Personal locator beacons were withdrawn after a helicopter ditched
Personal locator beacons are set to be reintroduced for workers on helicopters flying offshore.
The devices were withdrawn after they were found to have interfered with rescue equipment after a Super Puma ditched into the North Sea in February.
The UK offshore oil and gas industry is planning to bring PLBs back into use from July.
There will be a further safety meeting at the end of June to agree the final details for the reintroduction.
There have been calls to find a way for the devices to be brought back into use on safety grounds, to help find anyone involved in a search operation as quickly as possible.
Investigators of the February crash found that interference from PLBs carried by passengers had caused the "smart" long-range rescue beacons on the aircraft and life rafts to shut down.
Bob Keiller, chairman of the UK Oil and Gas Helicopter Task Group, which was set up to address helicopter safety issues, said: "Search and rescue operations rely on the powerful long-range rescue beacons to home in on accident sites.
"We were therefore concerned to learn that the weaker personal beacons, with a more limited signal range, had the ability to switch these off.
"Following an instruction from the CAA to the helicopter operators to stop carrying the personal beacons in "standby" mode in case they were accidentally activated and interfered with aircraft safety systems, the industry withdrew the personal beacons until a technical solution could be found. We have been giving this our urgent attention."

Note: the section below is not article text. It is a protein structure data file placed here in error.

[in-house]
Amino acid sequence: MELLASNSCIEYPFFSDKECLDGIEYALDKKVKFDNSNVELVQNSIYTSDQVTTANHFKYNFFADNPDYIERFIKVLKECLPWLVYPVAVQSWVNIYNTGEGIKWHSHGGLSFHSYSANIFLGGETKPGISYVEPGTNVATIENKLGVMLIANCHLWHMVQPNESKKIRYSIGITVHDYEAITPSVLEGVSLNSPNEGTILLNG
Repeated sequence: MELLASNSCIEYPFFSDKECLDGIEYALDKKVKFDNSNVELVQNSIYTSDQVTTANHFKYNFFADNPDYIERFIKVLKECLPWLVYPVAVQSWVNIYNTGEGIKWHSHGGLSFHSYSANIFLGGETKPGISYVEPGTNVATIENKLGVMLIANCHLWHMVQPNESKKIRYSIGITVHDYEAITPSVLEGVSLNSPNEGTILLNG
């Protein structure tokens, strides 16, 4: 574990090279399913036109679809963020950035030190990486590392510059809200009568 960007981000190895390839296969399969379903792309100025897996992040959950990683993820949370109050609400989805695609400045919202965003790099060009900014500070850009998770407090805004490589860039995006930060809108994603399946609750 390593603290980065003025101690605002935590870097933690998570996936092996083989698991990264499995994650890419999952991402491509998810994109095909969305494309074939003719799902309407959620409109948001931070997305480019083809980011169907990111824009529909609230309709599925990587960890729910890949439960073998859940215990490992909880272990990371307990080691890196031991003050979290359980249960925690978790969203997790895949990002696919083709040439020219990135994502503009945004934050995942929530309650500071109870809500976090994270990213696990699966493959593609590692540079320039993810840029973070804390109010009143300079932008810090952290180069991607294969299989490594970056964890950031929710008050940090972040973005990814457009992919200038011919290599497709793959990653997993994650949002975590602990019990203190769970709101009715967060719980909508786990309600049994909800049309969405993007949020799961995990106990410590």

He explained: "An essential step in the way forward is the early removal of the "smart" shut-down technology from the aircraft beacons so that they cannot be accidentally shut down.
"CAA has made it clear that this should now be done and so we expect this to happen during the course of the coming weeks."
All models of PLBs used offshore in the UK will be tested by the manufacturers.
Once a model has passed the tests, the results will be given to the helicopter operators who will make a case to the CAA for reintroducing them.
Additional checks will be made at heliports and oil and gas installations to check that no PLBs have been activated accidentally by passengers before they board.
All on board the February ditching survived.